Bless this Kasabian House

Pic: Phil Knott

Celebrating their fourth number one album and their beloved football team Leicester City winning the Champions League, on the outside it seemed like Kasabian were on a high back in 2014. For guitarist Serge Pizzorno, it was the best year of his life; for singer Tom Meighan, it was the worst. Lorne Gillies caught up with Tom ahead of the release of the band’s sixth studio album, For Crying Out Loud, to find out about the Kasabian rebirth

As the world quickly gets sucked into a vortex of misery, despair and political upheaval, we can be forgiven for needing a release. Catapulting themselves back into the mainstream as maverick saviours of rock, Kasabian released their sixth studio album – a powerhouse of upbeat, pop-rock anthems delving into an area the quartet have thus far avoided – talking about their feelings.


Describing For Crying Out Loud, Tom speaks fondly of the 12-track record that he calls his “baby”. Living in a dark place at the time, taking care of his fi ve-year-old daughter, Mimi, and struggling with depression, the news that Serge had created a Kasabian record left Tom gobsmacked. Sitting on possibly the best Kasabian album to date, the writing process was a breath of fresh air.

“[Serge] just knocked some songs out on the guitar the old school way, the proper way of doing it,” Tom explains. “I’m an old romantic so that’s my way of writing music. I just couldn’t believe we had a record that quick.” Fans are set to see a whole new side of Kasabian, who are stepping away from their traditional electro-rock-infused anthems.

Tom says: “It’s more human; it’s an album full of great pop-rock songs, which I think we’ve never touched upon before and it’s a little window into our world. On a personal level, it’s also very human; it’s like a biography.”


Opening up about their feelings and showing a more united front than ever before, it’s no wonder Kasabian have been poster boys for the indie generation since 1997. Having released their self-titled debut album in 2004, there is a bond that can’t be broken.

“Twenty years, me and Serge have been together. We’re like a married couple; we’re best friends. We’ve been through everything together, we’ve grown together, we’ve had our ups and downs – it’s a family isn’t it? I’ve been through some bad times, but that’s just the way it is,” Tom explains fondly.

Revealing his bad times are now, thankfully, behind him, the release of For Crying Out Loud is set to be a new era for Kasabian. He says: “I think we are reborn, and I think it’s a good time to put a new rock album out. Me and Serge were saying, we don’t think bands are given a chance for mainstream success either.” And worrying about mainstream success is not something Kasabian need to worry about.


Negativity has been boxed away, resulting in the release of the most upbeat Kasabian album so far. What is Tom most eager for fans to hear? Bless This Acid House – the track that encompasses the new Kasabian sound in a well-blended cocktail of subtle nods to 90s punk, with hints of classic Ramones undertones paired with lyrics that fans are guaranteed to relate to.

Tom enthuses: “My favourite bit in the song is ‘got no reason to lie/got no reason to try’ – that’s very emotional to me. We’ve got time on our hands to sort things out, I think it’s wonderful.” And having a record that is upbeat and relatable for fans was important to Tom. “We needed this record really,” he explains. “It’s done now, I’m glad it’s done and I’m happy with myself, and I’m back to me.”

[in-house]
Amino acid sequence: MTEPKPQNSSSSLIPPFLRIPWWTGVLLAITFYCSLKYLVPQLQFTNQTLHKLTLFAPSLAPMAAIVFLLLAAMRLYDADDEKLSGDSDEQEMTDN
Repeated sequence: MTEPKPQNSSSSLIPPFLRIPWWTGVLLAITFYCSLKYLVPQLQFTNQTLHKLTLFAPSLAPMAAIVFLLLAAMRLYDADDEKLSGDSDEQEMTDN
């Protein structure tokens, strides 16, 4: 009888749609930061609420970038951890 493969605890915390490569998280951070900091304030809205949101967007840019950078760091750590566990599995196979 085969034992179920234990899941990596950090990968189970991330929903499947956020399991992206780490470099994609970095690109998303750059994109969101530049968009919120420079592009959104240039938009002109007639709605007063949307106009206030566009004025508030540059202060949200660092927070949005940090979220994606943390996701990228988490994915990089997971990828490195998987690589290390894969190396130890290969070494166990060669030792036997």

Getting their personal lives back together as well as the band – which also includes bassist Chris Edwards and drummer Ian Matthews – For Crying Out Loud is a true return to form for the four-piece. Immortalising their faithful guitar technician, Rick Graham, on the cover of the album in a 70s vibe similar to a King Crimson, Tom says: “I love the fact that it says volume six on it.” And he believes this album is sure to knock Ed Sheeran off the top spot and bring a little bit of much-needed danger back into the music charts.


From the Top 40 to the stage, Kasabian already have a packed summer ahead of them, including headlining the inaugural TRNSMT festival at Glasgow Green. Set to smash the Saturday (8 July) slot out the park, Tom excitedly explains that fans are in for a musical experience: “It’s an honour to be doing [TRNSMT]. We like Scotland, and I like Glasgow, so it’s great. You guys have got a reputation, I’ve seen it a billion times – they’re crazy, very loud, and very energetic and they have a lot of fun.” Re-wiring from previous live performances, Tom described the new songs as easier to play, with Kasabian guaranteed to do what they do best – perform live.

And the band are defi nitely here to stay.  “As long as we’re making good music, and we make it fun, and we’re happy with each other, it should be all right. Once we lose that, then it’s gone. I never want to be a dragon. I never want to turn it into a job because it’s not our job – it’s our lives. If we start getting sick of it and it becomes a chore? It’s over, my love.”

Climbing back from mental darkness, For Crying Out Loud has not only saved lead singer Tom, but it’s set to rocket Kasabian to even brighter lights. After 20 years of touring, making music, partying, getting married and having babies, suburbia has not taken the edge off . Rather, it has mixed every emotion together to produce formidable tracks that dare you not to sing back at the top of your lungs – Kasabian are still on fire.

For Crying Out Loud is available on iTunes and Spotify. Kasabian will be headlining TRNSMT festival on Saturday 8 July (

Don’t miss your chance to win Saturday tickets for TRNSMT here

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